Saturday, December 20, 2008

Funny Japanese Signs

Japan is littered with fantastic and unique advertising. Most are cartoonish, many are campy and almost all are in that hidden-in-plain-view category that makes you go "hmmmm...". It makes you look around more frequently at your surroundings, and I swear that they are almost too good to be something you could make up on your own.

Tokyo subways are a literal gold mine of these signs. What better place to encourage people to read all about random products? Perhaps it is because riders spend hours of their day staring blankly, iPods churning away. The risk for advertisers is that instead of reading, their target audience looks like this:

Still, if riders are coherent, its a great place to advertise.. and, be on the lookout for some true gems of Japanese advertising. Take for example, the below subway ad for becoming a hooded man with a big package:

Warning: Don't let your cat get caught in subway door:

And, the mushrooms continued to play soccer:

In a classic case of Engrish, this vehicle is done to weaken an air conditioner:

Whatever you do though, it is highly important to make sure that you are not disruptive on subways, make a scene, or do much above and beyond getting on, sitting down and passing time quietly. Any questions can be directed to Peter Leonard and Brent Huntington, both of whom learned the hard way that being loud is a sure-fire way of being yelled at by elderly Japanese when woken from their subway naps. Apparently Leonard didn't see the sign clearly posted by ticket kiosks, that says "HI, I'M PETER- CAN I TALK ON THE SUBWAY?" A closer look at the cartoon expressions in this poster says it all.

By the way, how great is is that Japan is considerate to the needs of penguin transportation? Not enough countries out there do that:

Moving out of the subways, ads don't stop- fortunately. I mean, where else will you find a samurai/Speed Racer relative of Harry Potter to help stores sell DVDs?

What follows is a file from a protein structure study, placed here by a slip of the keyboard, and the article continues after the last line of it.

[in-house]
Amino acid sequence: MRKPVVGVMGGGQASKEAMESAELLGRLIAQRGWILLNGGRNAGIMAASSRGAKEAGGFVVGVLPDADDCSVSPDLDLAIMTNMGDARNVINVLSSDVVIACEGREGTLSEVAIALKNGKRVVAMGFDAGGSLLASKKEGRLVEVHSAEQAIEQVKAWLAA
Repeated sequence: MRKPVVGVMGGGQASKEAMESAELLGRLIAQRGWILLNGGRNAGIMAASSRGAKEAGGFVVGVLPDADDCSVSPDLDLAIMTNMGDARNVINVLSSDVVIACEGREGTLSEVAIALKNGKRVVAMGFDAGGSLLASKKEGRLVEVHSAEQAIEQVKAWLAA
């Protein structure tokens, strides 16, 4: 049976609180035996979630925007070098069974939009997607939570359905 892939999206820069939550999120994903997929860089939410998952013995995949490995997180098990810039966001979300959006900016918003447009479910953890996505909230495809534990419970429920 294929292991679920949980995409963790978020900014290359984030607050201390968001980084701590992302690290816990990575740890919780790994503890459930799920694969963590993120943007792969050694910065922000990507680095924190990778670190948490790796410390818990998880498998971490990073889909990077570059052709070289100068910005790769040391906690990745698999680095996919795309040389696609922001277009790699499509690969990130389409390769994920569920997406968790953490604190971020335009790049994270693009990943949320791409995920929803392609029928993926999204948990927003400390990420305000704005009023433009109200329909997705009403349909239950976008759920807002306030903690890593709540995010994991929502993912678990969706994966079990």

Then again, if you have weird little red people who like vodka too, maybe you don't need Harry Potter to sell for you:

The hidden in plain view stuff doesn't just stop at ads and signs, fortunately. When walking around Japan, there are still a bounty of things to keep you amused and occupied. Like this car cover shower cap, for example. I must have spent 5 minutes staring right at it before I noticed it and realized that it was actually a sunny day with one tiny and puffy cloud in the sky.

How do these come about? What is it in Japanese culture that generates this sort of funny-haha? I know that for tourists world-wide, things in the United States follow the same level of amusement. Who on earth ever thinks that those giant foam fingers used at football games aren't amusing after all? So at the Edo Museum, it all came together for me and how Japanese advertising and entertainment broadcast such a campy message at times. Here, I stumbled across a set of samurai battle armor from 500 years ago. Weren't these designed to make enemies tremble in their footsteps, provide unswerving seriousness and drip of power? Little did I know that Wilford Brimley was alive and well back in the 1500s Japan. Check out this Wally the Walrus mustache firmly attached to battle helmet:

So there you have it. A few examples of entertaining and unique signs so readily abundant in Japan. Next time you visit, look around, and take note of something that is almost an art in itself. If you so choose, feel free to indulge yourself in a nice frosty glass of foam beer like this smiley guy and take it all in:

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